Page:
The last couple of months have dealt a severe blow to IT firms, which has even prompted the top listed Indian IT services providers to inform investors that they need to scale down their growth expectations from the sector that, on an average, has been growing almost 30 per cent year-on-year.
Consider this. Kris Gopalakrishnan, CEO of Infosys Technologies, the country's second largest IT services provider, himself said the IT-BPO sector will grow only by 15 per cent this financial year (a couple of months ago, software body Nasscom had pegged the growth in the 21-24 per cent range).
And for the first time ever, the Indian tech bellwether has frozen its hiring plans for the next financial year. India's largest IT services provider Tata Consultancy Services has also revised its capital expenditure (capex) plans for the current financial year.
Sudin Apte, a senior analyst at Forrester, says, "It's not surprising since we had predicted the sector's growth rate to range between 15 and 18 per cent." Siddharth Pai, partner & managing director, TPI India, remarks, "We have not reached the bottom yet. The announcements from IT firms are a clear indication that the days of unbridled growth are over. Of course, another reason is that you cannot expect companies to continue with these growth rates as they grow larger."
The problem is that over 90 per cent of Fortune 500 players have already outsourced their application, development and maintenance work to Indian players, notes Nishant Verma, VP of advisory firm Tholons Capital. Besides, new business is hard to come by.
The larger players though have deep pockets, which is expected to see them wade through the crisis. The top four IT firms, for instance, have enough cash to pay their employees for 4-10 months even in the unimaginable situation of not getting any additional revenue.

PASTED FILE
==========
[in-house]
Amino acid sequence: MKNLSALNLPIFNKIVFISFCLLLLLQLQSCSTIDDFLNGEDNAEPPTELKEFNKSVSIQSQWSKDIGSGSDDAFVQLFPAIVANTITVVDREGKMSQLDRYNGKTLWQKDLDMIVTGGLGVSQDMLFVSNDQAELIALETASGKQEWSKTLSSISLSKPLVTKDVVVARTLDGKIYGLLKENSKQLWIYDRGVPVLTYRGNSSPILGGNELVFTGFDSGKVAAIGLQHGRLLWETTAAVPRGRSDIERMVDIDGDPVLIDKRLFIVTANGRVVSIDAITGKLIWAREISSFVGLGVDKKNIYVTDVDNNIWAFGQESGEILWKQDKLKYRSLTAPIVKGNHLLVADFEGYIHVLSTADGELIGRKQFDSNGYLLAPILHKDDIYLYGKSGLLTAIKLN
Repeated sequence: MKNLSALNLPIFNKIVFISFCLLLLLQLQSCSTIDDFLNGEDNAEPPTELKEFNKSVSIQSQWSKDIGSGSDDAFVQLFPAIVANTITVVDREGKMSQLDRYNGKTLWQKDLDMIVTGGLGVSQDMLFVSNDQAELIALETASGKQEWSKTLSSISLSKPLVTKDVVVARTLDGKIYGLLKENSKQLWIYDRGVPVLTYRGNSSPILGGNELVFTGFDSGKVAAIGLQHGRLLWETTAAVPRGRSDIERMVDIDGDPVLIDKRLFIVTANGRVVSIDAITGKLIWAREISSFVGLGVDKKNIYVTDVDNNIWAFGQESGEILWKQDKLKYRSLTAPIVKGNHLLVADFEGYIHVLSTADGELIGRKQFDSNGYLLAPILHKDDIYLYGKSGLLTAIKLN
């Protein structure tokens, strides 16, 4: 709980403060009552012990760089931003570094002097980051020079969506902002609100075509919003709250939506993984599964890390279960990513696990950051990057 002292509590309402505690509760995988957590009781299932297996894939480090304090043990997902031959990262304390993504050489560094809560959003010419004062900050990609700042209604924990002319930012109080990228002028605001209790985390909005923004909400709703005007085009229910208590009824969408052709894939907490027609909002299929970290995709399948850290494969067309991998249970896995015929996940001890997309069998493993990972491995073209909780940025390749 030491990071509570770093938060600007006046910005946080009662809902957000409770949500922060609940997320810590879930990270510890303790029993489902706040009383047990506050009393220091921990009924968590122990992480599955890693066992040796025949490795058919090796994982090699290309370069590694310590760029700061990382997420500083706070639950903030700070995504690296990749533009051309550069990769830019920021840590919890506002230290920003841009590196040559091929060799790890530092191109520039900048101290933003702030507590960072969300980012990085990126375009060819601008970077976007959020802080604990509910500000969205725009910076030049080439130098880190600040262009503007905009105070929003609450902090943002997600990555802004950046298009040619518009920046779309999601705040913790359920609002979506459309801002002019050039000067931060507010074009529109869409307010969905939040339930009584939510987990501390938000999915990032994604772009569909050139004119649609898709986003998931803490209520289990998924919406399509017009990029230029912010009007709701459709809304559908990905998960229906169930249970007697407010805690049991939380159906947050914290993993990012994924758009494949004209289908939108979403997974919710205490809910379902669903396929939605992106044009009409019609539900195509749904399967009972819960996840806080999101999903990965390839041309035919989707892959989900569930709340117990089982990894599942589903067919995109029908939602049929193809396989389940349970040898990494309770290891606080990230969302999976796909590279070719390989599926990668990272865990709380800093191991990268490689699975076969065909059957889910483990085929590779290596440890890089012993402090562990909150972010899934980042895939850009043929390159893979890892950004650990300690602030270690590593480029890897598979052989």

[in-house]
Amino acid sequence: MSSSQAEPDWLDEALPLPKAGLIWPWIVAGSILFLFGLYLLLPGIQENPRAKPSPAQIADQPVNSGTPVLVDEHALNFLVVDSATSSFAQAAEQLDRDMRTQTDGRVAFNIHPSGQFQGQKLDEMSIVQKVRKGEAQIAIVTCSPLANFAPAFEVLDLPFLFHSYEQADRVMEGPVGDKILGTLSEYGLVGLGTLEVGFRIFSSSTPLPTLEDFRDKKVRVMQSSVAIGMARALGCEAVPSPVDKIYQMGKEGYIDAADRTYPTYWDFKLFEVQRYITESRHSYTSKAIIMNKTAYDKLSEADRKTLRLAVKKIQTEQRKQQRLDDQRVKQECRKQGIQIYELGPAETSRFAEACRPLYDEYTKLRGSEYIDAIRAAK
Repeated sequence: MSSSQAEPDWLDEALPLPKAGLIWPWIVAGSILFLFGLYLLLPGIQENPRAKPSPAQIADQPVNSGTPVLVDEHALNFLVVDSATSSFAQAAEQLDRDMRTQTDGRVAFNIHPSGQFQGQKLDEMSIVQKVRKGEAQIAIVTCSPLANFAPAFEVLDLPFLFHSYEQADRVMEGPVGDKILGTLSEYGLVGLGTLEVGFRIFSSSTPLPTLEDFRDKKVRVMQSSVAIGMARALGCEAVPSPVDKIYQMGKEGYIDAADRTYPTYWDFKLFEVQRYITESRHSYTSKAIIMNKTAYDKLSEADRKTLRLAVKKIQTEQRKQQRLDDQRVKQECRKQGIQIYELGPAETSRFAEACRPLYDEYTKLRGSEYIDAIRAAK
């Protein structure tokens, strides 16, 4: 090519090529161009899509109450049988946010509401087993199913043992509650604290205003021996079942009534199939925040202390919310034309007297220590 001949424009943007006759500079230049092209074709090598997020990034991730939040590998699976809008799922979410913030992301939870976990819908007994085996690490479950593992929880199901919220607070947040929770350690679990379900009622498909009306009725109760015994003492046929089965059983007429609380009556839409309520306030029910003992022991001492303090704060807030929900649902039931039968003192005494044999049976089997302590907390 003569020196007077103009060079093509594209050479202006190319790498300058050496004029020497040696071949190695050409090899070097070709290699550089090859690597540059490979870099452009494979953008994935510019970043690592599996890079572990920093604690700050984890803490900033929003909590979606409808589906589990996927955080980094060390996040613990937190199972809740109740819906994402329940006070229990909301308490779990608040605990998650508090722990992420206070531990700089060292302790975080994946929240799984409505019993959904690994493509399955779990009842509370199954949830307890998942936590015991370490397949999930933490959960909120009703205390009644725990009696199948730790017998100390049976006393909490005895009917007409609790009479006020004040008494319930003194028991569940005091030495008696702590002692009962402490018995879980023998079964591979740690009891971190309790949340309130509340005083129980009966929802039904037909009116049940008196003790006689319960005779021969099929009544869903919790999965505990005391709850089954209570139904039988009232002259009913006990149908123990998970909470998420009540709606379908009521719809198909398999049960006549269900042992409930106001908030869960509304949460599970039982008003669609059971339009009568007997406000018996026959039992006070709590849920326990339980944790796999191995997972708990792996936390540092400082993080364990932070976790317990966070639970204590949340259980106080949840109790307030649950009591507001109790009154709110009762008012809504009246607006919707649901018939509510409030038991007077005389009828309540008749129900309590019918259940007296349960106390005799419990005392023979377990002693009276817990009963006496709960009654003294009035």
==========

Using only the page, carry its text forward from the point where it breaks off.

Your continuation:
Both Infosys ($1.7 billion) and Satyam ($1.15 billion), for instance, have enough cash to pay their employees for 8-9 months, assuming that they don't get any additional revenues, according to a Edelweiss Securities report. TCS, however, has cash ($0.9 billion) to pay its employees for only 3-4 months, according to the report. Wipro, on its part, has enough cash ($1.3 billion) to pay its employees for 6-7 months.
Nevertheless, the short- and mid-term bearish sentiment stems from the fact that the US and UK account for almost 80 per cent of revenues of all Indian IT firms. The crisis has spilt over to the UK, too, where Indian IT firms were finding succour by derisking geographically.
Moreover, the banking, financial services and insurance vertical, which has been affected the most by the sub-prime crisis, accounts for slightly over 40 per cent of the total revenues of the Indian software sector.
This results in re-negotiation of pricing, and further lag in deal-making.
"Now IT firms will need to have more domain knowledge and broad-based capabilities to get additional work," says Verma of Tholons Capital, adding, "But as an advisory firm, we are seeing an upsurge of activity to outsource even some complex work. This gives us confidence that the IT business should start looking up again in the next 3-4 quarters."
Pai of TPI and Apte of Forrester concur with this point of view.
All analysts are positive, though, that the Indian IT services providers will recover faster than the other sector firms that have been battered in the slowdown.